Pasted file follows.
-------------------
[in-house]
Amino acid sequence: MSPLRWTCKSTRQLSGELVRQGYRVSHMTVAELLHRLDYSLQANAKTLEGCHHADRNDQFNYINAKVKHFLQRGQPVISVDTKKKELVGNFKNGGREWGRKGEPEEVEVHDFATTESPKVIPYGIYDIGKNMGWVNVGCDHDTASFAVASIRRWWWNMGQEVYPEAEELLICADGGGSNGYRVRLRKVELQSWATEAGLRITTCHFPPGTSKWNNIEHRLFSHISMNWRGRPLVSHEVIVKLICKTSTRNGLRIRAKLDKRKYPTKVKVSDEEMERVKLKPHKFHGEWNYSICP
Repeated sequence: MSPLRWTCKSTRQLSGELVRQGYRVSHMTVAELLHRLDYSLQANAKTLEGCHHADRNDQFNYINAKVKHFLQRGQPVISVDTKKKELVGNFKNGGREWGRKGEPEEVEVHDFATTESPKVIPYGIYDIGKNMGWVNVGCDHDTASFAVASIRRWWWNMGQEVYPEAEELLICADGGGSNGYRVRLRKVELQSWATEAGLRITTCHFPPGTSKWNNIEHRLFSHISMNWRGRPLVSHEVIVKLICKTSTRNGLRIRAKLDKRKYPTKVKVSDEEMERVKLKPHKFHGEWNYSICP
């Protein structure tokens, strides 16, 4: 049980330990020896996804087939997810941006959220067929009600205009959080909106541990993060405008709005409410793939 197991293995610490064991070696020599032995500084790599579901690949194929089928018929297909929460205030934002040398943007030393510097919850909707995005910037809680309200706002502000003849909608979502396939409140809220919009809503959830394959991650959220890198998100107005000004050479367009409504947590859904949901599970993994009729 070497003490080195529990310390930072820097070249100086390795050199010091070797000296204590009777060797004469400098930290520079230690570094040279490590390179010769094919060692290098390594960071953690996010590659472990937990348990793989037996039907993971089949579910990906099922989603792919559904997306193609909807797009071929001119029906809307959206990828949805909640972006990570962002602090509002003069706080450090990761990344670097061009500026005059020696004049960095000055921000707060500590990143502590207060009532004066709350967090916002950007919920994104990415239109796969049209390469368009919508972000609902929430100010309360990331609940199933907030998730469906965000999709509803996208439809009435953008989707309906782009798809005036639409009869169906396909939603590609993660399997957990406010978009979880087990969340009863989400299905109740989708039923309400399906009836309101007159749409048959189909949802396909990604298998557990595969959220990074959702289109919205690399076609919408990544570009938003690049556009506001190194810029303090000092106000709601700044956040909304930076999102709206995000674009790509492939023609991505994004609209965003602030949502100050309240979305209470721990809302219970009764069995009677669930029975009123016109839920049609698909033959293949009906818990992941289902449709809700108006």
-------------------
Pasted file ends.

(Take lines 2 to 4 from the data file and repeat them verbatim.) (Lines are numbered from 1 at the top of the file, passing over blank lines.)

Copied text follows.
Amino acid sequence: MSPLRWTCKSTRQLSGELVRQGYRVSHMTVAELLHRLDYSLQANAKTLEGCHHADRNDQFNYINAKVKHFLQRGQPVISVDTKKKELVGNFKNGGREWGRKGEPEEVEVHDFATTESPKVIPYGIYDIGKNMGWVNVGCDHDTASFAVASIRRWWWNMGQEVYPEAEELLICADGGGSNGYRVRLRKVELQSWATEAGLRITTCHFPPGTSKWNNIEHRLFSHISMNWRGRPLVSHEVIVKLICKTSTRNGLRIRAKLDKRKYPTKVKVSDEEMERVKLKPHKFHGEWNYSICP
Repeated sequence: MSPLRWTCKSTRQLSGELVRQGYRVSHMTVAELLHRLDYSLQANAKTLEGCHHADRNDQFNYINAKVKHFLQRGQPVISVDTKKKELVGNFKNGGREWGRKGEPEEVEVHDFATTESPKVIPYGIYDIGKNMGWVNVGCDHDTASFAVASIRRWWWNMGQEVYPEAEELLICADGGGSNGYRVRLRKVELQSWATEAGLRITTCHFPPGTSKWNNIEHRLFSHISMNWRGRPLVSHEVIVKLICKTSTRNGLRIRAKLDKRKYPTKVKVSDEEMERVKLKPHKFHGEWNYSICP
């Protein structure tokens, strides 16, 4: 049980330990020896996804087939997810941006959220067929009600205009959080909106541990993060405008709005409410793939 197991293995610490064991070696020599032995500084790599579901690949194929089928018929297909929460205030934002040398943007030393510097919850909707995005910037809680309200706002502000003849909608979502396939409140809220919009809503959830394959991650959220890198998100107005000004050479367009409504947590859904949901599970993994009729 070497003490080195529990310390930072820097070249100086390795050199010091070797000296204590009777060797004469400098930290520079230690570094040279490590390179010769094919060692290098390594960071953690996010590659472990937990348990793989037996039907993971089949579910990906099922989603792919559904997306193609909807797009071929001119029906809307959206990828949805909640972006990570962002602090509002003069706080450090990761990344670097061009500026005059020696004049960095000055921000707060500590990143502590207060009532004066709350967090916002950007919920994104990415239109796969049209390469368009919508972000609902929430100010309360990331609940199933907030998730469906965000999709509803996208439809009435953008989707309906782009798809005036639409009869169906396909939603590609993660399997957990406010978009979880087990969340009863989400299905109740989708039923309400399906009836309101007159749409048959189909949802396909990604298998557990595969959220990074959702289109919205690399076609919408990544570009938003690049556009506001190194810029303090000092106000709601700044956040909304930076999102709206995000674009790509492939023609991505994004609209965003602030949502100050309240979305209470721990809302219970009764069995009677669930029975009123016109839920049609698909033959293949009906818990992941289902449709809700108006």